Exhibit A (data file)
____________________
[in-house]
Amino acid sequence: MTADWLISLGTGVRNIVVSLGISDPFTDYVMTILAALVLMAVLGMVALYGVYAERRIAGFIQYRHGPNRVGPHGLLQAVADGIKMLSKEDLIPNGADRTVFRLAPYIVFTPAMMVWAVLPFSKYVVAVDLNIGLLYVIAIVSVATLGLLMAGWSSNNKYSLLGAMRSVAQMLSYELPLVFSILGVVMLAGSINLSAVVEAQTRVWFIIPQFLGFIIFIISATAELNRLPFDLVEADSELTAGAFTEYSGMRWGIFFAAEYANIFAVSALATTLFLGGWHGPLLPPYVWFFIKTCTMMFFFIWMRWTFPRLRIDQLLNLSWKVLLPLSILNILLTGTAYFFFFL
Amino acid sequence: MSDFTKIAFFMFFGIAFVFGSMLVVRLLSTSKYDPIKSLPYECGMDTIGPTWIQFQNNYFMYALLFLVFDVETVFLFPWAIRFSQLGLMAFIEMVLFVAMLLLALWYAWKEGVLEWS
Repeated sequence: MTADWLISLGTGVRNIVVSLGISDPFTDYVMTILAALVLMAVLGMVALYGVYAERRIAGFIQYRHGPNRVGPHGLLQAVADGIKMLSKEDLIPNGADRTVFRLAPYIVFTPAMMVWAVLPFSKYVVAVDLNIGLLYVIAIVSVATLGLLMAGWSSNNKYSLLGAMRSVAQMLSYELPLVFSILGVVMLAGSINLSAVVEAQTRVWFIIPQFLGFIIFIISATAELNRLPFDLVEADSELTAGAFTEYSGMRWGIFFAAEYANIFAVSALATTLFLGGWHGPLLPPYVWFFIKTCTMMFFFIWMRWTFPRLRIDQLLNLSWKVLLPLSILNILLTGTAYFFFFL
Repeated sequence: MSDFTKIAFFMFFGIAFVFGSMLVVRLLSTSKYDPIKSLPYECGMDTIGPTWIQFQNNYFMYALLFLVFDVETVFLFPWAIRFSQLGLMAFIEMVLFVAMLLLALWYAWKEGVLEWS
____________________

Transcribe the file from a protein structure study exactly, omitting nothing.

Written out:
[in-house]
Amino acid sequence: MTADWLISLGTGVRNIVVSLGISDPFTDYVMTILAALVLMAVLGMVALYGVYAERRIAGFIQYRHGPNRVGPHGLLQAVADGIKMLSKEDLIPNGADRTVFRLAPYIVFTPAMMVWAVLPFSKYVVAVDLNIGLLYVIAIVSVATLGLLMAGWSSNNKYSLLGAMRSVAQMLSYELPLVFSILGVVMLAGSINLSAVVEAQTRVWFIIPQFLGFIIFIISATAELNRLPFDLVEADSELTAGAFTEYSGMRWGIFFAAEYANIFAVSALATTLFLGGWHGPLLPPYVWFFIKTCTMMFFFIWMRWTFPRLRIDQLLNLSWKVLLPLSILNILLTGTAYFFFFL
Amino acid sequence: MSDFTKIAFFMFFGIAFVFGSMLVVRLLSTSKYDPIKSLPYECGMDTIGPTWIQFQNNYFMYALLFLVFDVETVFLFPWAIRFSQLGLMAFIEMVLFVAMLLLALWYAWKEGVLEWS
Repeated sequence: MTADWLISLGTGVRNIVVSLGISDPFTDYVMTILAALVLMAVLGMVALYGVYAERRIAGFIQYRHGPNRVGPHGLLQAVADGIKMLSKEDLIPNGADRTVFRLAPYIVFTPAMMVWAVLPFSKYVVAVDLNIGLLYVIAIVSVATLGLLMAGWSSNNKYSLLGAMRSVAQMLSYELPLVFSILGVVMLAGSINLSAVVEAQTRVWFIIPQFLGFIIFIISATAELNRLPFDLVEADSELTAGAFTEYSGMRWGIFFAAEYANIFAVSALATTLFLGGWHGPLLPPYVWFFIKTCTMMFFFIWMRWTFPRLRIDQLLNLSWKVLLPLSILNILLTGTAYFFFFL
Repeated sequence: MSDFTKIAFFMFFGIAFVFGSMLVVRLLSTSKYDPIKSLPYECGMDTIGPTWIQFQNNYFMYALLFLVFDVETVFLFPWAIRFSQLGLMAFIEMVLFVAMLLLALWYAWKEGVLEWS